The Red Road To Christ, Part One

The Red Road To Christ


My name is Ken Downey. I have been blind all my life, and, perhaps due to that blindness, have desperately, avidly and tirelessly searched for God, spiritual truth, and experience. At nine years of age I became a Christian, and attended Bible college at the age of eighteen. Though I believe whole-heartedly in God and His word, I felt like much was missing in my life; I felt disconnected and discontented. I was different; I did not fit in and everybody knew it, especially me.

One of my Bible school teachers said to keep one eye on God’s presence and the other on a beautiful woman. Following his advice, I left Bible college, finding little peace there, and married the woman of my dreams. We have been married for over sixteen years and have two phenomenal children.

We have been through much in life, some of which, if it were told, would be beyond belief, but my desire and love for God and His truth still continues to live in me unabated, despite the desire I sometimes have to completely cut myself off from all things spiritual.

Having had strong attraction to the Native American way of life, I decided, in the beginning of 2005, to go to a Lakota sweat lodge. I struggled for many days and went through many ceremonies before I began to grasp the truths that the Lord was showing me, and I hope to convey them in a way that can be easily understood or at least pondered.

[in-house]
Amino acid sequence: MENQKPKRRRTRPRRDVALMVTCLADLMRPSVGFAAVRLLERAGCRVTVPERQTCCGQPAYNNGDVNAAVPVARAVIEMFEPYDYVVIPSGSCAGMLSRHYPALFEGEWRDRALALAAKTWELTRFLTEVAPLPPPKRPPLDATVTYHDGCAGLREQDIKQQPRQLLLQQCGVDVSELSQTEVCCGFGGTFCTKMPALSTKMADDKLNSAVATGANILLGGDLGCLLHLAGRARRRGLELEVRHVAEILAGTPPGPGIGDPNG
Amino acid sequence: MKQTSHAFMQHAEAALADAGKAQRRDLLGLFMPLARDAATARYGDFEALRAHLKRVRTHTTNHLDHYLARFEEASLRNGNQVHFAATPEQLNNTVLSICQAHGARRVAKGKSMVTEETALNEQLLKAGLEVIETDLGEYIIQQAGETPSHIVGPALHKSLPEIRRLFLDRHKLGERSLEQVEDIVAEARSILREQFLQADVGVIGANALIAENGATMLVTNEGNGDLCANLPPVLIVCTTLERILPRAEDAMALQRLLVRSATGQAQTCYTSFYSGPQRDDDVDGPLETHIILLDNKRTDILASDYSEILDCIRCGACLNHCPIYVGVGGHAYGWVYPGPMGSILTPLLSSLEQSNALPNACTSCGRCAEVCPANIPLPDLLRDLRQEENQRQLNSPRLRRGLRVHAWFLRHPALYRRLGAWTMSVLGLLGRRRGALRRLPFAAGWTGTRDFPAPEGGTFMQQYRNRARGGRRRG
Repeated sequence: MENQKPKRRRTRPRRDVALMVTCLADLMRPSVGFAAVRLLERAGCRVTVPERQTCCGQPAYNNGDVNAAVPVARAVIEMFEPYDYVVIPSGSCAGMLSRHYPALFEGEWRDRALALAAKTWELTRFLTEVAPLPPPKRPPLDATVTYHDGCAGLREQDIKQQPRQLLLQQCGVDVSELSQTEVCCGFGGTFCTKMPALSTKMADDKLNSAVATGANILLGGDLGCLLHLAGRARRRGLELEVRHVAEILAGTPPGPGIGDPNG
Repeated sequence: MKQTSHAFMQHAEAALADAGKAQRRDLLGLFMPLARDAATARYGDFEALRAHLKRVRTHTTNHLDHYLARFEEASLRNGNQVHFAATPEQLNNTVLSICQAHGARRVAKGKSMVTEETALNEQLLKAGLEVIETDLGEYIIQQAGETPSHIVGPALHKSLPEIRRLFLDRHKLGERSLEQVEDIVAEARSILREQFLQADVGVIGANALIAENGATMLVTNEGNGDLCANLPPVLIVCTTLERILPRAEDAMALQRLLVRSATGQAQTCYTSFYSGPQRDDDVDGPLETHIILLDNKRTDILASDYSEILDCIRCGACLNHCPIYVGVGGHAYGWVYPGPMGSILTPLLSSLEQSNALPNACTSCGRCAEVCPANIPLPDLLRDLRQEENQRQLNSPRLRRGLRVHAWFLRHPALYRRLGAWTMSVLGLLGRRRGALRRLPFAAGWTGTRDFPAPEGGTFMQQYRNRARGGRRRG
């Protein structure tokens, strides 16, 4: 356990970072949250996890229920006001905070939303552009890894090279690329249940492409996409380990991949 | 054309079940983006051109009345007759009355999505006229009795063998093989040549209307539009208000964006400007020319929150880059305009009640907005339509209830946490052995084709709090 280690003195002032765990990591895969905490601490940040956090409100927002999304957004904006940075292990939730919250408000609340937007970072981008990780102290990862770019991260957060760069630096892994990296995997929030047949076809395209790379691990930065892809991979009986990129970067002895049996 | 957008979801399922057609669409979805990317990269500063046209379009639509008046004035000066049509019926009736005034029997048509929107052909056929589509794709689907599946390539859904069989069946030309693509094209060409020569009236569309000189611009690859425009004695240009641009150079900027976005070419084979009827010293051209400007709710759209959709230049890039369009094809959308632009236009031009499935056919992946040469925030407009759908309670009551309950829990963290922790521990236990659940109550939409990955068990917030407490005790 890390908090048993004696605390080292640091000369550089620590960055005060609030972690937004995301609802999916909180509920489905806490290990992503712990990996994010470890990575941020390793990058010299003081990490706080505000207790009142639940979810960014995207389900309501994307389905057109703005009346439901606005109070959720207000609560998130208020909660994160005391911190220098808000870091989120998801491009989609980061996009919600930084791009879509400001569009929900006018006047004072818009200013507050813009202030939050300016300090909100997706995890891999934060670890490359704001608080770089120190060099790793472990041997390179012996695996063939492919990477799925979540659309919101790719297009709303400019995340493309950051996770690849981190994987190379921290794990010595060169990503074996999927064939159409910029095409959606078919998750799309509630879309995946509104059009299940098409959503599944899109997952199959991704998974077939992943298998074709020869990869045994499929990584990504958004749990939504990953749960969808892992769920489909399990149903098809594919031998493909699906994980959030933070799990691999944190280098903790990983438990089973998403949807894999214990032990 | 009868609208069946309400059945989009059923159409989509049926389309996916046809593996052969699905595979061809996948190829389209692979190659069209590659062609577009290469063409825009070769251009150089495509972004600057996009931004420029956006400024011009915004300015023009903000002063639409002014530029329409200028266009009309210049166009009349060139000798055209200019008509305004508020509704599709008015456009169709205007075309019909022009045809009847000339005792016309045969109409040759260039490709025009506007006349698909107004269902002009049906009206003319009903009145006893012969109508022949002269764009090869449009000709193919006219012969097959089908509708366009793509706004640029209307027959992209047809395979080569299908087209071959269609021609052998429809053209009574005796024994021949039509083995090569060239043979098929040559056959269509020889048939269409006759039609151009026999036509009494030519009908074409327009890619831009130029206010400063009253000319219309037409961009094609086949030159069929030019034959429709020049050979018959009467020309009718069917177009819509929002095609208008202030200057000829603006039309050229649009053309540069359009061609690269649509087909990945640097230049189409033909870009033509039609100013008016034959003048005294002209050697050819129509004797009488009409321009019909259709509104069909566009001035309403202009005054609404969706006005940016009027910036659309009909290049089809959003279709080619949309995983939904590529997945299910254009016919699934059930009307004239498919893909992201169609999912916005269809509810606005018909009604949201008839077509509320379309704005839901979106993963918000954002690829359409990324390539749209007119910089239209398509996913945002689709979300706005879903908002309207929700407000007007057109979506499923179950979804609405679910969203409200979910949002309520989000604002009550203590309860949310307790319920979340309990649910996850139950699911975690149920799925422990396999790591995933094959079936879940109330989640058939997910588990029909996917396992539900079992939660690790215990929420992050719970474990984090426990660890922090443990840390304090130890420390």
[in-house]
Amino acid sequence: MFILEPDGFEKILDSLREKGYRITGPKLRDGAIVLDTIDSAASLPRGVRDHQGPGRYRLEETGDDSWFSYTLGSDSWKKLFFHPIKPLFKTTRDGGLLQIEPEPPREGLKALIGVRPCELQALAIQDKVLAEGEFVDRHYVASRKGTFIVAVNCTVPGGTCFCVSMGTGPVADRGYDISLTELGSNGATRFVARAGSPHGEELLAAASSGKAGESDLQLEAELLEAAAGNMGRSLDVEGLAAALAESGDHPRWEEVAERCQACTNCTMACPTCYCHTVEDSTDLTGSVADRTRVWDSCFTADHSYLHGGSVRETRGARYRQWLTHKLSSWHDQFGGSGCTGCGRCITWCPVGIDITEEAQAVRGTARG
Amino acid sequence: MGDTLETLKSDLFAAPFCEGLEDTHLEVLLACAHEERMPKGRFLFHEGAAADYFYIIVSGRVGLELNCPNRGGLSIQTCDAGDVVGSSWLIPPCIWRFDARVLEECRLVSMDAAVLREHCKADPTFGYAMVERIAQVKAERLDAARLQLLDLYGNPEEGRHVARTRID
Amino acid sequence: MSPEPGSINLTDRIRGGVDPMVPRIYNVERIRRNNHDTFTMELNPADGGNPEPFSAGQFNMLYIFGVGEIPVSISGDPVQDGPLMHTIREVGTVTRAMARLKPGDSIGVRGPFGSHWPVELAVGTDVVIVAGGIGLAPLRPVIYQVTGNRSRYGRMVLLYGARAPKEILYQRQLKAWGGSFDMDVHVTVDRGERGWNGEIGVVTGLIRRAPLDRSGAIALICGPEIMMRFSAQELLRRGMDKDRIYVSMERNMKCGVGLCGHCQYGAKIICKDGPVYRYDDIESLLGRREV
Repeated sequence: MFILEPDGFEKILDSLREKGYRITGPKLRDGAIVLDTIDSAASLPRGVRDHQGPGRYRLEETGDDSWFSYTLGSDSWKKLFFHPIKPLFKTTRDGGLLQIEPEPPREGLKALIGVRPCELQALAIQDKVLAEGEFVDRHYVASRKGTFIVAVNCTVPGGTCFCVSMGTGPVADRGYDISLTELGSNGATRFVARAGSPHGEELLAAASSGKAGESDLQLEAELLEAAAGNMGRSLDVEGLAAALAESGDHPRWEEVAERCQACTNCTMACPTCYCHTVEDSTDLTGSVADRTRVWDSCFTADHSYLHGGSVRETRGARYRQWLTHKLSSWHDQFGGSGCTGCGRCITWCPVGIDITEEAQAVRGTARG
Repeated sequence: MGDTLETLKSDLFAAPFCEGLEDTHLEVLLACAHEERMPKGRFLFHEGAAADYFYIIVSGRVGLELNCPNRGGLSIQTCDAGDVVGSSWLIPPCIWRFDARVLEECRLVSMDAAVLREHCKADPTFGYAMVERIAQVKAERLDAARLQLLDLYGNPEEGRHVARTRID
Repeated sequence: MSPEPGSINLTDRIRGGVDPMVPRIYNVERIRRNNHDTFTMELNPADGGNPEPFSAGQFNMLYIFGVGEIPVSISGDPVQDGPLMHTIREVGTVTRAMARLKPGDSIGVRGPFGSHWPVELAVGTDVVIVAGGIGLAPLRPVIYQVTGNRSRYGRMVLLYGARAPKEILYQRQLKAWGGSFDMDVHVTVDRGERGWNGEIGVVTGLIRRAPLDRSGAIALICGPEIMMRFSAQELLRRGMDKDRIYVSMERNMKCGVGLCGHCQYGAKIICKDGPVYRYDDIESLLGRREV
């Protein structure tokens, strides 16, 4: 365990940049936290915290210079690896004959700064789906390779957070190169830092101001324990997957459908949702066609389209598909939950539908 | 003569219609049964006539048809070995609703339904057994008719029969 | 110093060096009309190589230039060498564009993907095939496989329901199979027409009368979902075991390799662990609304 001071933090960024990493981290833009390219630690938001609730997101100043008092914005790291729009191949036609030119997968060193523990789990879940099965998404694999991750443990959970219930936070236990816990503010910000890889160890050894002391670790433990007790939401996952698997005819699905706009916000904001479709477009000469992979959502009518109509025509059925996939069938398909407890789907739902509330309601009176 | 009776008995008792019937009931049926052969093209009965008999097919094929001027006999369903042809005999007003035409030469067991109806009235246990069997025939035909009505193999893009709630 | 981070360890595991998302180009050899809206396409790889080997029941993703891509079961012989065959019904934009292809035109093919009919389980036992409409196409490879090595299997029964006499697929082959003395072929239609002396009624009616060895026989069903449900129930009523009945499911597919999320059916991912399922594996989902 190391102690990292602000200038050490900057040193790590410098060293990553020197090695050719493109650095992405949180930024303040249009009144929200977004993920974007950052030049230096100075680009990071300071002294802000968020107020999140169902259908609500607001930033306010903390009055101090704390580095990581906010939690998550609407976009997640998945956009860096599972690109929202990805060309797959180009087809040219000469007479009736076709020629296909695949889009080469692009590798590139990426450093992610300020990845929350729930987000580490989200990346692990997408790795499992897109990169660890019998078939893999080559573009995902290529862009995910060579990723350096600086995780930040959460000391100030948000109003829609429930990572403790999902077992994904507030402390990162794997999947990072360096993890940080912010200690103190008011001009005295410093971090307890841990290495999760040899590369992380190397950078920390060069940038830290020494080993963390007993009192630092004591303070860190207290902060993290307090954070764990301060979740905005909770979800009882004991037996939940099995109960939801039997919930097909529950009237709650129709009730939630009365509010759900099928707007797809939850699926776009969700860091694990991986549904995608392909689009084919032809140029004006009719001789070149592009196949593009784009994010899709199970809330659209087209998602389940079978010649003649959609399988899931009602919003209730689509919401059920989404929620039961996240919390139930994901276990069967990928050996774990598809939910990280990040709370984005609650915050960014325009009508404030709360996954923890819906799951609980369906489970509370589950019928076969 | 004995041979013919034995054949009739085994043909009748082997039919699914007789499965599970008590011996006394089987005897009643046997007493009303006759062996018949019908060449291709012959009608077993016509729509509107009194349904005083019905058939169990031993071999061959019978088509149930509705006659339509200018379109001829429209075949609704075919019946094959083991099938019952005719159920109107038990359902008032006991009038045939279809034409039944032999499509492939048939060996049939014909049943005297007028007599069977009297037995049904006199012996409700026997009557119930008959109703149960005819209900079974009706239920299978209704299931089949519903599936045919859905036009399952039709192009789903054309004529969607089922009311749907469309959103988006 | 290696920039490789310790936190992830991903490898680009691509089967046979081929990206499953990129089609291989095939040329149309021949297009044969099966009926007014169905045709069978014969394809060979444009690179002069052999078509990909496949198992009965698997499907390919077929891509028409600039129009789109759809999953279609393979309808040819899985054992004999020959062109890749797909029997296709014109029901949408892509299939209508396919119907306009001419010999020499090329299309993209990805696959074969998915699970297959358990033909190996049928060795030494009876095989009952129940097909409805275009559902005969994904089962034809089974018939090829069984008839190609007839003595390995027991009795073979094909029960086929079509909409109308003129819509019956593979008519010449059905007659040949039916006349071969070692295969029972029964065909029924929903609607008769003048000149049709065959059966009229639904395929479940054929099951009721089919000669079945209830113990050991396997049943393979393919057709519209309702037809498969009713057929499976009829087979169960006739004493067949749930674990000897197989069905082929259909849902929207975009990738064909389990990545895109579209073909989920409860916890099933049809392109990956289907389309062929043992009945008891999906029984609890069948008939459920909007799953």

I do not claim to be a spiritual master, for there is but one Master, and I am simply a man who seeks truth and knowledge, and most of all to serve my God in all things. Though I have learned much, I feel I have yet to begin, and so the quest continues.

Drawn By the Drums

My journey down the red road began when I was but two years old. I was playing in the living room while my mother watched an old western. It did not interest me a bit until I heard the song. First, there were the drums, then the singing began, and something within me became connected right then; and I knew–those were my people who were singing and drumming.

Over the next thirty years I sought to know more about them, to find them, and learned as much about the different tribes as a white man can without actually meeting them, which really isn’t a whole lot. Whenever I heard the drumming and the songs, I felt at home. At other times I felt like a wandering pilgrim in search of something or someone I could not define. But of all the tribes of which I had learned, it was the Lakota that kept getting my attention, even though my great grandmother was Cherokee, not Lakota. I can’t explain what it was about this people that enthralled and captivated me more than any other, but there it was. Perhaps it is just that more was taught in school about them than other tribes, but they are the ones about whom I learned anything of value.

As I grew older, I learned many of the stories of the different peoples, but it is the stories of the Lakota that I remember most, stories about Crazy Horse and Sitting bull, about heyokas and tricksters, stories about the great sun dances, of vision quests and sweat lodges.

Inipi: the sacred sweat lodge

When I was thirty-two, I entered my first sweat lodge. I had quested to find any tribe, anywhere, and now here were some people practicing the Lakota way not thirty miles from where I currently live.
It began one day in a Narcotics Anonymous meeting–or rather outside it. There I met Dave, who would later become not only my sponsor, but a dear friend as well.